Tories Plans to Remove Basic Housing Protections for Asylum Seekers
The government is paving the way for slum landlords by removing essential housing protections. Under new rules aimed at relocating tens of thousands of asylum seekers from hotels to the private rented sector, landlords would be exempted from regulations encompassing electrical safety and minimum room sizes.
Campaigners are sounding the alarm, cautioning that the government’s actions could result in people being crammed into cramped spaces, exacerbating the already dire crisis in asylum seeker accommodation.
Ministers, led by Home Secretary Suella Braverman and Housing Secretary Michael Gove, are pushing for the implementation of these changes. MPs are poised to vote on the plans imminently, as the government races to alleviate the burden of temporary housing in hotels. Astonishingly, Gove intends to present these proposals to the Commons with little fanfare, overshadowed by the publication of his bill seeking to prevent landlords from evicting tenants without just cause.
It’s just another failure by Westminster to find a way forward in a long line of failures when it comes to immigration, refugees and asylum seekers.
The staggering backlog in the asylum processing system has led to over 50,000 asylum seekers being housed in hotels nationwide, costing a staggering £6 million per day. Meanwhile, the abysmal conditions in temporary accommodations have resulted in the outbreak of highly contagious diseases like diphtheria. The healthcare community and migration campaigners are deeply concerned by these makeshift solutions, while Conservative MPs argue that they place undue strain on local communities and services.
Braverman has even floated the idea of housing asylum seekers on decommissioned cruise ships, barges, and ferries in an attempt to address the crisis. In parallel, PM Rishi Sunak is capitalizing on a Council of Europe meeting in Finland to lobby his European counterparts, seeking to curtail the European Court of Human Rights’ ability to impede asylum seeker deportations.
Ministers hope that lifting housing regulations for private landlords can expedite the process of transferring individuals away from hotels. However, removing these regulations means landlords responsible for asylum seekers—many of whom contract large service companies like Serco—will no longer be obliged to provide gas or electrical safety certificates before occupancy.
They will no longer be required to furnish proof of safe and functional electrical appliances and furniture upon request. Furthermore, they will be exempt from complying with standards dictating minimum room sizes, which mandate at least 4.6 square meters for a room accommodating an individual aged under 10 and a minimum of 6.5 square meters for those aged 10 or above.
Polly Neate, Chief Executive of Shelter, aptly remarked, “Licensing for HMOs was implemented to ensure people’s safety. By discarding these vital protections in order to manipulate minimum space standards, the government is needlessly exposing thousands of individuals, including vulnerable children and older adults, to significant risks.”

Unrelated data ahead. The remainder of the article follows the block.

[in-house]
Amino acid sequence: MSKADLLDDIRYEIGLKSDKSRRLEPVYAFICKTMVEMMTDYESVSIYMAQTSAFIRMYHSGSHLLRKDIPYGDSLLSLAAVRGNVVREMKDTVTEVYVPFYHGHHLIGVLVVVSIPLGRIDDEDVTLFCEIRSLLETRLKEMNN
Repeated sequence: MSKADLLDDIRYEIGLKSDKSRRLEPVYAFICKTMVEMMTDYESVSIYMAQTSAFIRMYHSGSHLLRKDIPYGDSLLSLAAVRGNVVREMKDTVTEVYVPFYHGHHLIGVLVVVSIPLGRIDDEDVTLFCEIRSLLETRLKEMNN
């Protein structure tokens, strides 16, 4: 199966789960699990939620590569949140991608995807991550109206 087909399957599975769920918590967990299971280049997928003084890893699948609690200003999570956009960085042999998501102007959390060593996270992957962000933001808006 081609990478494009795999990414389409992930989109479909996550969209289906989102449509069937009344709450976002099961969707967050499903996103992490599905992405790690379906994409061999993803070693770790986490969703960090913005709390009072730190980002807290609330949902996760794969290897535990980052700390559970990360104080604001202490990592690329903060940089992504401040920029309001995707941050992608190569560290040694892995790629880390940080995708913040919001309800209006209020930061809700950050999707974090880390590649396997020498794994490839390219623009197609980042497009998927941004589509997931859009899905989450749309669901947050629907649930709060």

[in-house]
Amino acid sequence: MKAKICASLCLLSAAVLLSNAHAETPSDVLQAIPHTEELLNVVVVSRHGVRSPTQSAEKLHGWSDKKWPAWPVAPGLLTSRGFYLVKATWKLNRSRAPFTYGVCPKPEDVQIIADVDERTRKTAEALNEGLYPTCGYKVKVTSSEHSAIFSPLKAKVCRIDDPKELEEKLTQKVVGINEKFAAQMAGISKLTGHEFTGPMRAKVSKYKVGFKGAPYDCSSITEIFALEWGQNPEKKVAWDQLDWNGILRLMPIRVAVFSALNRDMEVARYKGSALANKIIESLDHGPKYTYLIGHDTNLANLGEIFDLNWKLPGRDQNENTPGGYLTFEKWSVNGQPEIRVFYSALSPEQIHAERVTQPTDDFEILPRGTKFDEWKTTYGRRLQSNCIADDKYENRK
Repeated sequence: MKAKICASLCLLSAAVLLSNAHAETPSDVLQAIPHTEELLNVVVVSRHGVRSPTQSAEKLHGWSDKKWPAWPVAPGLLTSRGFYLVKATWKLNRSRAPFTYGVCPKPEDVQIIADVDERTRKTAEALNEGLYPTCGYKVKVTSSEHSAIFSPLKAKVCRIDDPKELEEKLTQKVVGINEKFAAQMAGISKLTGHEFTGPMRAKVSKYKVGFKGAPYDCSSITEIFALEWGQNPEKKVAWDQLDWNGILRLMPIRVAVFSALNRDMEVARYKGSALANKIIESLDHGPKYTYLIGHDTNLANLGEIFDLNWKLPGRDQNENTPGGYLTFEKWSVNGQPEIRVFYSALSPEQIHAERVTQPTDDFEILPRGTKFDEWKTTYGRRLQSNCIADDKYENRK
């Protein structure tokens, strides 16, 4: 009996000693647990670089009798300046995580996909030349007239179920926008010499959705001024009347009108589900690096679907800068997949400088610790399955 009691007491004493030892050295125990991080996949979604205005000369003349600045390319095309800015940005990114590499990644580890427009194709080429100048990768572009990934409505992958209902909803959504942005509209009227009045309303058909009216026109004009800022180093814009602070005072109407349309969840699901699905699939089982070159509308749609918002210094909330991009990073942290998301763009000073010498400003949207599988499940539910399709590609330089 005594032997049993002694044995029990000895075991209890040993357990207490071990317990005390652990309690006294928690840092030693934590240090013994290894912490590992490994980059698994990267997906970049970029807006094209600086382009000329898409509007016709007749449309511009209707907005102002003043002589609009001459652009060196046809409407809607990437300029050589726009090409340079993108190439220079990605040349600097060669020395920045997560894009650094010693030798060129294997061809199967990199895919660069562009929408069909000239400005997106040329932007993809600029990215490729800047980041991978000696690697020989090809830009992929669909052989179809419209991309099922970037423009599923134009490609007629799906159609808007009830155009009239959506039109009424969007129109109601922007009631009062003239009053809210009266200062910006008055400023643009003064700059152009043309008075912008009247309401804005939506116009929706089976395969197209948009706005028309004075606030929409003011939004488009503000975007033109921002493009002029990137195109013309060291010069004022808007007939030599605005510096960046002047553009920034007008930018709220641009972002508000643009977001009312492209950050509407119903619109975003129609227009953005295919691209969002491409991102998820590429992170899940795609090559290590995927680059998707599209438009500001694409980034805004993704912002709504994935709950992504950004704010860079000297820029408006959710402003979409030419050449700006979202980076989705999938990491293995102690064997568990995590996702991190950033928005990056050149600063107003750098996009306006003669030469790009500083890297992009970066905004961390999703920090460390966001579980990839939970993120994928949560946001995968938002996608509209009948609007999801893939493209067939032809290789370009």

Unleashing the Predators
This move will also push up private renting prices and reduce stock in an already depleted market. This will inevitably roll over to the housing market with landlords that can see an easy pound to be made buying up cheaper housing while pushing house prices up, all feeding the banks of course, while workers find it harder and harder to find affordable accommodation of any type.
Braverman’s speech at the National Conservatism conference, also advocated for reduced migration, defying pressure from some of her cabinet colleagues who advocate for increased immigration to stimulate the economy. Backing the Home Secretary, Gove addressed the same conference, citing migration as a pivotal factor behind the UK’s housing crisis, despite evidence suggesting that his own diluted housing targets will drive housebuilding to its lowest level in decades all the ingredients for a perfect storm.
The changes explained
What is a HMO?
A house in multiple occupation is any home rented out to three or more tenants from more than one household. This applies whether it is a house or a block of flats, and requires landlords to register with their local council.
What are the licensing requirements? Landlords renting out an HMO must provide:
- A gas safety certificate every year.
- Working smoke alarms for every inhabited storey.
- If requested, a declaration that electrical appliances and furniture are safe.
- Written statement of the terms of occupancy to tenants.
- A carbon monoxide alarm in every inhabited room with a gas or oil heater.
- A declaration from a qualified electrician that electrical fittings are safe.
- Bedrooms that are at least:
– 6.51 sq metres for a room used by one person aged 10 or over.
– 10.22 sq metres for a room used by two persons aged 10 years or over.
– 4.64 sq metres for a room used by one person aged under 10 years.
What will the new rules mean? The government will still have some oversight of landlords who rent to asylum seekers, claiming civil servants will sign off on their contracts. But campaigners say the Home Office has already proved it is unable to provide safe and sanitary asylum accommodation, after outbreaks of diphtheria at hotels and the Manston holding facility in Kent.
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